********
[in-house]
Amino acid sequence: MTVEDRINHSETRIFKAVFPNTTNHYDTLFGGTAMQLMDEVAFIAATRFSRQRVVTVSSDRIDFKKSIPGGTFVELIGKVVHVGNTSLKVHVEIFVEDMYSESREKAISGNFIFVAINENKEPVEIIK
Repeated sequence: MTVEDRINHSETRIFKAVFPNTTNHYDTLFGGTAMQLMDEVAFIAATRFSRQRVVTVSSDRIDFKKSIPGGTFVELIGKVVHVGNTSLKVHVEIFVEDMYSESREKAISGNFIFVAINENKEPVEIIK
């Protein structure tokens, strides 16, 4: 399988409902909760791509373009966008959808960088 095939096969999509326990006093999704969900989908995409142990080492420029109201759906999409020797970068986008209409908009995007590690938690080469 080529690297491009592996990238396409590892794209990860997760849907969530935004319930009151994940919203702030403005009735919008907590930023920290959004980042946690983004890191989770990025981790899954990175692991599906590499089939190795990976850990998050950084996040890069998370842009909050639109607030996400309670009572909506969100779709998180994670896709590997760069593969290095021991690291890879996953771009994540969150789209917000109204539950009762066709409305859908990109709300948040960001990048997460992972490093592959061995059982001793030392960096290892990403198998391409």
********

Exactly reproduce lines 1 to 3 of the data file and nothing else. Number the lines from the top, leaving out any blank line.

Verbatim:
[in-house]
Amino acid sequence: MTVEDRINHSETRIFKAVFPNTTNHYDTLFGGTAMQLMDEVAFIAATRFSRQRVVTVSSDRIDFKKSIPGGTFVELIGKVVHVGNTSLKVHVEIFVEDMYSESREKAISGNFIFVAINENKEPVEIIK
Repeated sequence: MTVEDRINHSETRIFKAVFPNTTNHYDTLFGGTAMQLMDEVAFIAATRFSRQRVVTVSSDRIDFKKSIPGGTFVELIGKVVHVGNTSLKVHVEIFVEDMYSESREKAISGNFIFVAINENKEPVEIIK